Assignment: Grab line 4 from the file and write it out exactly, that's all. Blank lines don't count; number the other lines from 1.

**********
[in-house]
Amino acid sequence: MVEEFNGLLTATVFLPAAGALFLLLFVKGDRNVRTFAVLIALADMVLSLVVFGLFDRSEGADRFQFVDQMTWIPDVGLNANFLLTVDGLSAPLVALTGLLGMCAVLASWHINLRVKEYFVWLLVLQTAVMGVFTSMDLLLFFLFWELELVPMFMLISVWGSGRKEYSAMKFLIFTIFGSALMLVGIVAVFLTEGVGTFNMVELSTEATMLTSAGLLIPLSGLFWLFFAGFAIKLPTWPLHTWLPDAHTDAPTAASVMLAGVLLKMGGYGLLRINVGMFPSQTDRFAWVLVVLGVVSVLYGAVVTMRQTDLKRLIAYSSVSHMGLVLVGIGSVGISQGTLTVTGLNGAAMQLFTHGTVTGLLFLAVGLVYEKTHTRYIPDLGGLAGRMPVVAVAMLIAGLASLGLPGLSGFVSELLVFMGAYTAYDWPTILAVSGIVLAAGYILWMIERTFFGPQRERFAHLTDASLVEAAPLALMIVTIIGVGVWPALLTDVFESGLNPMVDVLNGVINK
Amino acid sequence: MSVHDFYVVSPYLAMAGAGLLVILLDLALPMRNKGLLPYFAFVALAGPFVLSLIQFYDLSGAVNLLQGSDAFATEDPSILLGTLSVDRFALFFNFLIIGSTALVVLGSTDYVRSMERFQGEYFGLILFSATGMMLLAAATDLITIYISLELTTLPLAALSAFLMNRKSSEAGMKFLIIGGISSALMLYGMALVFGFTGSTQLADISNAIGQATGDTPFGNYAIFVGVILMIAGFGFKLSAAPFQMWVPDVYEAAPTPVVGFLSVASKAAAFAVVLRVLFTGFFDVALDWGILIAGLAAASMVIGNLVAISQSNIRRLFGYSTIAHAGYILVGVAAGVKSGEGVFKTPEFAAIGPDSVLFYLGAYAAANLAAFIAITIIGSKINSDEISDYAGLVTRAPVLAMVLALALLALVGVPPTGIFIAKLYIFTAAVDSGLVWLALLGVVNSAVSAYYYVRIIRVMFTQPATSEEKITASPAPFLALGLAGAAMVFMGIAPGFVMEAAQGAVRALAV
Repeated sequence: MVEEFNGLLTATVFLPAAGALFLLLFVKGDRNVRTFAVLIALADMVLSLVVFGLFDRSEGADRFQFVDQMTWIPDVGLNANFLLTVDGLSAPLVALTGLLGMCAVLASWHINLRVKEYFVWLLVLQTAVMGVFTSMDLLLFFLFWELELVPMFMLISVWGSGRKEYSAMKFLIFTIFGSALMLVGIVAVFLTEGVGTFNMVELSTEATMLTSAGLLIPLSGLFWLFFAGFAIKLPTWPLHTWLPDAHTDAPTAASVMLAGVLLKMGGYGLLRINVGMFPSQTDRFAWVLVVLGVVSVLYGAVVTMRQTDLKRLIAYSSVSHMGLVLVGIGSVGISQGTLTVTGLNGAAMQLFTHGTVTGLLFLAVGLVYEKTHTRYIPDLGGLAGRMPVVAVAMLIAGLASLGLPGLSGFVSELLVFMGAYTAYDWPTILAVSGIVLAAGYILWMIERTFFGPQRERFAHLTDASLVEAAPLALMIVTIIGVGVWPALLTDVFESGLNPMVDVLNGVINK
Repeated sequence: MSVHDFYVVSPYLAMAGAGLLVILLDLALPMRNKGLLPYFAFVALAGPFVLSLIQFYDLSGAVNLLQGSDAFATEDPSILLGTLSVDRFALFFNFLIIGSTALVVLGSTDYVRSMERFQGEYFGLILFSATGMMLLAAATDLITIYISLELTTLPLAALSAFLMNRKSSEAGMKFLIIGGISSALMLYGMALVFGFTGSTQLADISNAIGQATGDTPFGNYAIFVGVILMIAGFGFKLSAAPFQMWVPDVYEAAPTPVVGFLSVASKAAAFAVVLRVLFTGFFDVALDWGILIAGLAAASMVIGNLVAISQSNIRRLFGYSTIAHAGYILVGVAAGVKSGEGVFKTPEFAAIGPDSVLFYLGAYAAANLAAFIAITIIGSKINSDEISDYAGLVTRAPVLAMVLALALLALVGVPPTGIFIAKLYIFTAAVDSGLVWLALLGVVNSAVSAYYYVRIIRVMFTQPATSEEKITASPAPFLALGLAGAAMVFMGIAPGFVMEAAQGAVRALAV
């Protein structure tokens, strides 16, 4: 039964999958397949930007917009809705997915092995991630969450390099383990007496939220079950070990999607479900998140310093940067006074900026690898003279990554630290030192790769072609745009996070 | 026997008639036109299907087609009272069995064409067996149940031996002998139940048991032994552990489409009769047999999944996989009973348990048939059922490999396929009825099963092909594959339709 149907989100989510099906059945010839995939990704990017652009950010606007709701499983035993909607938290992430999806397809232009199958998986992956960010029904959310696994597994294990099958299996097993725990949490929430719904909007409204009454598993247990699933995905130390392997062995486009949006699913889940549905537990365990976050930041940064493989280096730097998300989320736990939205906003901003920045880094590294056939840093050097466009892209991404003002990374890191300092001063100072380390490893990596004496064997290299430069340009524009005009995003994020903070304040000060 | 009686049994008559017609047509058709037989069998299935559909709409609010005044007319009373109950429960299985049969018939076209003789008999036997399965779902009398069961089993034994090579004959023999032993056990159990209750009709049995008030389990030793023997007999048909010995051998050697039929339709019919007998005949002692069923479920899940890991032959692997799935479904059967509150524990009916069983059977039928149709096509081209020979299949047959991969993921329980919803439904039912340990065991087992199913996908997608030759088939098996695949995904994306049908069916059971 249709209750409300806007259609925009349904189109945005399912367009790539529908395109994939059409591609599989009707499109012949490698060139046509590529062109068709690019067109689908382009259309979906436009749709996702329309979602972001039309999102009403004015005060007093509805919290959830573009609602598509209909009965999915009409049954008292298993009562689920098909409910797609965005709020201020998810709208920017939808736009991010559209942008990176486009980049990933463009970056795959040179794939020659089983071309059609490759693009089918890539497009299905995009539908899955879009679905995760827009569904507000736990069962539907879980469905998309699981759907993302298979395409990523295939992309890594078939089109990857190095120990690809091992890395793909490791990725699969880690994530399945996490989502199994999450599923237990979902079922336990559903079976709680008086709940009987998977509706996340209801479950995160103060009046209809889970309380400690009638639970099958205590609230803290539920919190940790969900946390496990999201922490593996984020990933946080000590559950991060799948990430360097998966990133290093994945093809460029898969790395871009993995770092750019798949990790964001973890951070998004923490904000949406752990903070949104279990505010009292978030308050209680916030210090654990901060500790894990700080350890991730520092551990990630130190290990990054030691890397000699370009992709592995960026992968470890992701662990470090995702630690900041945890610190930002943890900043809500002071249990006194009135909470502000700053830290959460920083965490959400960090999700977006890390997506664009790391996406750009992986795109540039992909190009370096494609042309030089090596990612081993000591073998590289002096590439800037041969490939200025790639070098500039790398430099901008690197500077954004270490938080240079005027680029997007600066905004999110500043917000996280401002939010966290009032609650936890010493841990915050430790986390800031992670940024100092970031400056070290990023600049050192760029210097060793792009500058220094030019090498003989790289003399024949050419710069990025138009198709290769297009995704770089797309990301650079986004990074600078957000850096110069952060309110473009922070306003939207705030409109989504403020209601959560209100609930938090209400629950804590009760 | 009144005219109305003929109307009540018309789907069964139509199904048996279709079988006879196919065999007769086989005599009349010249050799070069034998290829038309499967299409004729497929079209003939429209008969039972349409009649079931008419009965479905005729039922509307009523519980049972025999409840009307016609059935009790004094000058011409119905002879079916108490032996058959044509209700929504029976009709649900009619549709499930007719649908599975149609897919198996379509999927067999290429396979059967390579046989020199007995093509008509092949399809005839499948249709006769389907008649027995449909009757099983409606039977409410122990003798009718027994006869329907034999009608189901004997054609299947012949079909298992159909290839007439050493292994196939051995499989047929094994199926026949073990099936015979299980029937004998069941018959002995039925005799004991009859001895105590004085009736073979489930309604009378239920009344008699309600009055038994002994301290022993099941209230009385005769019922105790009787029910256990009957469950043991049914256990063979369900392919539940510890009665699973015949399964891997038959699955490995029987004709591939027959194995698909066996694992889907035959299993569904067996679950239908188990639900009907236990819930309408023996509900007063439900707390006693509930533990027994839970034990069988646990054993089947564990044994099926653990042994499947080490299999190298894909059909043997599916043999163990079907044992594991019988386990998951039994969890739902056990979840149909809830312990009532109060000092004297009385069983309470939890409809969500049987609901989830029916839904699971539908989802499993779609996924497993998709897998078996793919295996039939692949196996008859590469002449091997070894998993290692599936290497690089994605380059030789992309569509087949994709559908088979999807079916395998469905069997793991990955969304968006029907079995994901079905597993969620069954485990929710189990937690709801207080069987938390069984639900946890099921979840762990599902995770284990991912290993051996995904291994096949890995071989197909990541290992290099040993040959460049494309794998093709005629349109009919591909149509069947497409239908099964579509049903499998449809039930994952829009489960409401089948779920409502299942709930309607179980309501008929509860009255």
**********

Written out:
Repeated sequence: MVEEFNGLLTATVFLPAAGALFLLLFVKGDRNVRTFAVLIALADMVLSLVVFGLFDRSEGADRFQFVDQMTWIPDVGLNANFLLTVDGLSAPLVALTGLLGMCAVLASWHINLRVKEYFVWLLVLQTAVMGVFTSMDLLLFFLFWELELVPMFMLISVWGSGRKEYSAMKFLIFTIFGSALMLVGIVAVFLTEGVGTFNMVELSTEATMLTSAGLLIPLSGLFWLFFAGFAIKLPTWPLHTWLPDAHTDAPTAASVMLAGVLLKMGGYGLLRINVGMFPSQTDRFAWVLVVLGVVSVLYGAVVTMRQTDLKRLIAYSSVSHMGLVLVGIGSVGISQGTLTVTGLNGAAMQLFTHGTVTGLLFLAVGLVYEKTHTRYIPDLGGLAGRMPVVAVAMLIAGLASLGLPGLSGFVSELLVFMGAYTAYDWPTILAVSGIVLAAGYILWMIERTFFGPQRERFAHLTDASLVEAAPLALMIVTIIGVGVWPALLTDVFESGLNPMVDVLNGVINK